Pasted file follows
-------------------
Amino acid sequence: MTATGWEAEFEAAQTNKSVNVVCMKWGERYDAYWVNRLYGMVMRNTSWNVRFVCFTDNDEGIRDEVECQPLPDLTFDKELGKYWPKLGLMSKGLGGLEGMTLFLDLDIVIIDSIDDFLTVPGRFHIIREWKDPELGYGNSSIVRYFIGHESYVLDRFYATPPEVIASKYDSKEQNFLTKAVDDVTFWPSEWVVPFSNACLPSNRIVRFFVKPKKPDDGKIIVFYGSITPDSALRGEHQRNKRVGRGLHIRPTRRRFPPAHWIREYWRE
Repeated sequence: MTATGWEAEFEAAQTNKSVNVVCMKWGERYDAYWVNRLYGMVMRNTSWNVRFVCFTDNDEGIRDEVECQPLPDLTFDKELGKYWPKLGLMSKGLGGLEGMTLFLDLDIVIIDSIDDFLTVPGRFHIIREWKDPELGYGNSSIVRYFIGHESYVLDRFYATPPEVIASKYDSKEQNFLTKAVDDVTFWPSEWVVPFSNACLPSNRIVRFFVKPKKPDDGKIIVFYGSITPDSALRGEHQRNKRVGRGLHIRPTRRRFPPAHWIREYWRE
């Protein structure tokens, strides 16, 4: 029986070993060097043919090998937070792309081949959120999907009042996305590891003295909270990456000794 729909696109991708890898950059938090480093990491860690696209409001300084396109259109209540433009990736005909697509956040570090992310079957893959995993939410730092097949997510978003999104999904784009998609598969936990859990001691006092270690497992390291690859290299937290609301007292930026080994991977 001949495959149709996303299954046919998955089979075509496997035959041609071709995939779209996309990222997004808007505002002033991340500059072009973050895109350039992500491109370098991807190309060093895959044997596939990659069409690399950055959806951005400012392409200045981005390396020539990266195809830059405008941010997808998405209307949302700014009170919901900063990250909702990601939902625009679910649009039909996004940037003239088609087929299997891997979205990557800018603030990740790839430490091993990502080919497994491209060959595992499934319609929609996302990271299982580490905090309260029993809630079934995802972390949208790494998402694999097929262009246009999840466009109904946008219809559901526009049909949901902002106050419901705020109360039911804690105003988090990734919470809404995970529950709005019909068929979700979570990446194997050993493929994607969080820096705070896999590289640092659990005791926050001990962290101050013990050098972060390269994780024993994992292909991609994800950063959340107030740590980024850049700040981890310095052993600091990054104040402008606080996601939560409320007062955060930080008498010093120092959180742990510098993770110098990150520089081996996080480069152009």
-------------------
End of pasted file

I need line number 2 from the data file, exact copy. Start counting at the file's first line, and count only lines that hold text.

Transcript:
Repeated sequence: MTATGWEAEFEAAQTNKSVNVVCMKWGERYDAYWVNRLYGMVMRNTSWNVRFVCFTDNDEGIRDEVECQPLPDLTFDKELGKYWPKLGLMSKGLGGLEGMTLFLDLDIVIIDSIDDFLTVPGRFHIIREWKDPELGYGNSSIVRYFIGHESYVLDRFYATPPEVIASKYDSKEQNFLTKAVDDVTFWPSEWVVPFSNACLPSNRIVRFFVKPKKPDDGKIIVFYGSITPDSALRGEHQRNKRVGRGLHIRPTRRRFPPAHWIREYWRE